Fourth International Conference on War Tax Resistance and Peace Tax Campaigns - Brussels, Belgium 1992

Peace Tax Legislation in Various Countries

Workshop 1

State of affairs, comparison prospects...

Chairperson: Kees Nieuwerth

Resource persons: Phil Rimmer, Malcolm Reid

This workshop was divided into two sessions; me first was concerned with sharing the experiences of campaigning for peace tax legislation the second sought ideas on how to proceed. This process made us aware of the differences between our political cultures, but at the same time showed us the common approaches in our campaigning, and areas which could be worked on together.

Conscience - the Peace Tax Campaign (UK)

The paths to get legislation into Parliament at the moment are through a Ten Minute Rule Bill or a Private Members Bill. In 1988, The Peace Tax Bill was discussed as a Ten Minute Rule Bill, but this was primarily an airing of the concern and was not acted on. Every session, there is a lottery to see which MP gets the chance to introduce a Bill. As soon as the names are known many pressure groups lobby the MPs in an attempt to get their legislation taken up. An MP will not propose a Bill unless it has a real chance of being passed. The PTC feels it needs the support of at least 200 MPs before this is likely; at present it has. 87, the highest ever number. The recruitment of MPs is done in two steps: firstly an MP is approached by a constituent, to whom the MP has to respond; any positive response is followed up by the staff of the campaign. Most of the supporting MPs are Labour, but some are from the nationalist parties.

Conscience Canada

A Private Members Bill is also the main path for Canadian peace tax legislation. This system is similar to that of the UK, but Canada has supporting MP, Ray Funk. He has not yet been drawn to present a Bill. Apart from the lobbying of individual MPs, Conscience Canada also targets parliamentary committees in order to gain a hearing. There are several sympathetic parliamentarians, particularly amongst the New Democrats.

Spain

At present, Spain has no peace tax legislation prepared, although the WTRs have the support of the Communist party in parliament, which accounts for 107 of the representatives. It was explained that the Spanish parliament lags behind public opinion and so would not be likely to act until support for the legislation was overwhelming,

Peace Tax Network (Germany)

Peace tax legislation has the support of the Greens in the German parliament. Bill was introduced in the 1980s, but was not really discussed as it was just before an election they nave produced a new draft of the Bill which contains substantial changes. It proposes the establishment of a defence budget, separate to the rest of government income, which would receive money only from direct taxes. In this way, full conscientious objection would be possible, as there would be no defence funding out of unavoidable indirect taxes, such as VAT. This would make it easier for people to withhold the defence part of their taxes, and would make the situation clearer for the public to understand.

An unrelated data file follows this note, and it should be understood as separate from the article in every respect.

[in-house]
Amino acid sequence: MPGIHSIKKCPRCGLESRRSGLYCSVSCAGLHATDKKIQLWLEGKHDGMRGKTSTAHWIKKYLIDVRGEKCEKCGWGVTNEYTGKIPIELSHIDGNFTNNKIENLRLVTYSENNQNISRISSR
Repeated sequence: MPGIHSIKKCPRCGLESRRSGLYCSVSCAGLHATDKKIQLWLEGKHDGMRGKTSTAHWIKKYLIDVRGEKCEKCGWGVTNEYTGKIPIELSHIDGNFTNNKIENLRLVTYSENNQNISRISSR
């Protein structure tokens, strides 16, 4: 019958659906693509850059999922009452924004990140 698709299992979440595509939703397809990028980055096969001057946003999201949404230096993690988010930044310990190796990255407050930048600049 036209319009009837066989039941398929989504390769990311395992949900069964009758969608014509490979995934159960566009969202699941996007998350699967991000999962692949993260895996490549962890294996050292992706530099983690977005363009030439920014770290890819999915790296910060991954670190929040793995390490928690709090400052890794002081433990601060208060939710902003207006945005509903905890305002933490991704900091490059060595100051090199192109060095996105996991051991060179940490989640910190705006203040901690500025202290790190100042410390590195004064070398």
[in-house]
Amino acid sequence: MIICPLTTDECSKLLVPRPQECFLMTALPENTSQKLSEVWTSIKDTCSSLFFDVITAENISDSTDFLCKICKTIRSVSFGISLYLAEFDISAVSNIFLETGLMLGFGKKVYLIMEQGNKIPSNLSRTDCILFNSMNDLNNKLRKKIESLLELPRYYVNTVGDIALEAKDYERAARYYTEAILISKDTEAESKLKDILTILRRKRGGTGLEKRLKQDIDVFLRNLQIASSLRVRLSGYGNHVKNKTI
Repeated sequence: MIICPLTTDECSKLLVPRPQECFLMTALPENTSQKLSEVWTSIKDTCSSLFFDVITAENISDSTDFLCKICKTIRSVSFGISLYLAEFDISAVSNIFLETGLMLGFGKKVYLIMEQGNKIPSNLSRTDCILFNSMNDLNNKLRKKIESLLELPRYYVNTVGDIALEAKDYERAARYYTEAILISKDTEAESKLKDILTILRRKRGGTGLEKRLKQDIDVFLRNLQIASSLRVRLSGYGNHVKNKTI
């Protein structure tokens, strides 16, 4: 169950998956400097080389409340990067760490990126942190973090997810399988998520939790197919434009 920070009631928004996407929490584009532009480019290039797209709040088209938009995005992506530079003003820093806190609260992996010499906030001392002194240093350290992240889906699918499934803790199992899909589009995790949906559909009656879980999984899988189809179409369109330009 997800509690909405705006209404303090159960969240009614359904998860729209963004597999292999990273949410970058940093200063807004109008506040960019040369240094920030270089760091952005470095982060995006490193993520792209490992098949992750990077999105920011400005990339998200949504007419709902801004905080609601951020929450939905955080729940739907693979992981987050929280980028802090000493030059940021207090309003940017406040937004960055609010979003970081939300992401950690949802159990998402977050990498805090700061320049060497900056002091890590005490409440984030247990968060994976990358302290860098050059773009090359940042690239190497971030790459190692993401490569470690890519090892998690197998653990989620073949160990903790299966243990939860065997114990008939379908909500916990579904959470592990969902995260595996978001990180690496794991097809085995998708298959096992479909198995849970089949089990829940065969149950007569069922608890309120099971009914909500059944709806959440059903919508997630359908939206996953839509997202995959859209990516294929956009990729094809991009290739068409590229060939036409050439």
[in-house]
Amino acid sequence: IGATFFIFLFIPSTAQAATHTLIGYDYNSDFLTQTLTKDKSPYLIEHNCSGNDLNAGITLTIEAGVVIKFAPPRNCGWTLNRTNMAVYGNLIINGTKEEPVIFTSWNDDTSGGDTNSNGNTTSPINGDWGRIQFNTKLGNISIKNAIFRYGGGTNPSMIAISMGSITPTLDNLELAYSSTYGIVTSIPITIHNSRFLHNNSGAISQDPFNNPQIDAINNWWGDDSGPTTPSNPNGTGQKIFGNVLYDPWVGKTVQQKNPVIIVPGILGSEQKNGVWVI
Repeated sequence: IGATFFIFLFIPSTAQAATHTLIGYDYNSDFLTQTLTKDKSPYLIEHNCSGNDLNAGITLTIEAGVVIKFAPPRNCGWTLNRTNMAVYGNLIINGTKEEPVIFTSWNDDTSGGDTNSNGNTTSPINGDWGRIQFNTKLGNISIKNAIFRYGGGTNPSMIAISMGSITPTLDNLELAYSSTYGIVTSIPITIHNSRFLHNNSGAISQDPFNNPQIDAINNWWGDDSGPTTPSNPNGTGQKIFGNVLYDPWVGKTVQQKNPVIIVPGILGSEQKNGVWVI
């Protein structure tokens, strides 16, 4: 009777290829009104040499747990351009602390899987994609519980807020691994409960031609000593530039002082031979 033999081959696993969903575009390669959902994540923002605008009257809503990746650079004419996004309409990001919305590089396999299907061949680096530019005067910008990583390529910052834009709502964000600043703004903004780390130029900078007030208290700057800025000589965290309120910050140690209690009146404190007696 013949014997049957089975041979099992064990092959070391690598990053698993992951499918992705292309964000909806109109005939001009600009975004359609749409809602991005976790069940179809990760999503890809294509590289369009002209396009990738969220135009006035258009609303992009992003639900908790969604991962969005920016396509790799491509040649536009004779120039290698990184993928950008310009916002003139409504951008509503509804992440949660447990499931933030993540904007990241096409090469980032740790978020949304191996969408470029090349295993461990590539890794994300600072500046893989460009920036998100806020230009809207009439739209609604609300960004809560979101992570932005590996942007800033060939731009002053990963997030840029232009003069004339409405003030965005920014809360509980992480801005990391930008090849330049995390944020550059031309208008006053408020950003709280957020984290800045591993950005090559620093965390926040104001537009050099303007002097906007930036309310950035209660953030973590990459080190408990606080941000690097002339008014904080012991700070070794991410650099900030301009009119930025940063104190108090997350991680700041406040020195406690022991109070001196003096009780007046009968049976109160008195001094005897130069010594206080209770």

Italy

The campaign has been successful but is now losing strength, partly due to confusion in the political system. The Northern League, which aims to divide Italy, has had a campaign of non-payment of taxes, which has reflected negatively on WTRs and the peace tax movement. Also, there is now competition between two bills in parliament, one introduced by the Greens and another by the PDS, the former Communist Party. There is already a precedent in the tax system, in that income tax forms already allow people to choose whether they give a certain proportion of their taxes to the Church or all of it to the state.

United States of America

National Campaign for a Peace Tax Fund

Marion Franz told us of her work around the recent Congressional Hearing. The emphasis was on conscience, rather than on military spending, as this made it a constitutional issue and many of the testifiers were representatives of religious organisations. This added respectability to the cause, - and support for the principle came from some surprisingly conservative people.

Proposals

  1. This workshop feels that it is important for the various national campaigns to keep in close contact informing each other of any new developments. The success of one country adds weight to the efforts of other campaigns, and creates precedents. We ask that a list of organisations be made available for this purpose.
  2. We know that a draft bill has been circulated in Australia, but that its supporter in parliament has retired. Malcolm Reid will try and make further contact with the Australian campaign.
  3. In order to develop these international links, we propose that a small international committee be established. This group would investigate the possibility of gaining Non-Governmental Organisation status, in order to direct campaigns at international for a, such as the United Nations and the European Community.
  4. We hope to help the Spanish movement towards formulating a legislative proposal.